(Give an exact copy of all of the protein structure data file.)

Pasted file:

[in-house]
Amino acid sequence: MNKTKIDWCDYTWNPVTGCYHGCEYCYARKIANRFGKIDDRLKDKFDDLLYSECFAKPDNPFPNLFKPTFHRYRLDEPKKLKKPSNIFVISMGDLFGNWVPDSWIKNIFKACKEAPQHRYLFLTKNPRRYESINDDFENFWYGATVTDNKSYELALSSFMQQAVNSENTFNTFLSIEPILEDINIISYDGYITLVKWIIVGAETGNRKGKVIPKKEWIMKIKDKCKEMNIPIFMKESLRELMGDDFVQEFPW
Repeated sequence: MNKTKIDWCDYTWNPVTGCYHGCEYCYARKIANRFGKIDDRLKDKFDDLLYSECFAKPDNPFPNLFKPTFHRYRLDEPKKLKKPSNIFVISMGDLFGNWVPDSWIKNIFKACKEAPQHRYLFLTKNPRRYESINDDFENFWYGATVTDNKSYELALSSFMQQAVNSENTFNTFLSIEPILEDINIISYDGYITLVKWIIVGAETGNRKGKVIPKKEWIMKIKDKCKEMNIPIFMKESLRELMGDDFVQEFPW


[in-house]
Amino acid sequence: MNKTKIDWCDYTWNPVTGCYHGCEYCYARKIANRFGKIDDRLKDKFDDLLYSECFAKPDNPFPNLFKPTFHRYRLDEPKKLKKPSNIFVISMGDLFGNWVPDSWIKNIFKACKEAPQHRYLFLTKNPRRYESINDDFENFWYGATVTDNKSYELALSSFMQQAVNSENTFNTFLSIEPILEDINIISYDGYITLVKWIIVGAETGNRKGKVIPKKEWIMKIKDKCKEMNIPIFMKESLRELMGDDFVQEFPW
Repeated sequence: MNKTKIDWCDYTWNPVTGCYHGCEYCYARKIANRFGKIDDRLKDKFDDLLYSECFAKPDNPFPNLFKPTFHRYRLDEPKKLKKPSNIFVISMGDLFGNWVPDSWIKNIFKACKEAPQHRYLFLTKNPRRYESINDDFENFWYGATVTDNKSYELALSSFMQQAVNSENTFNTFLSIEPILEDINIISYDGYITLVKWIIVGAETGNRKGKVIPKKEWIMKIKDKCKEMNIPIFMKESLRELMGDDFVQEFPW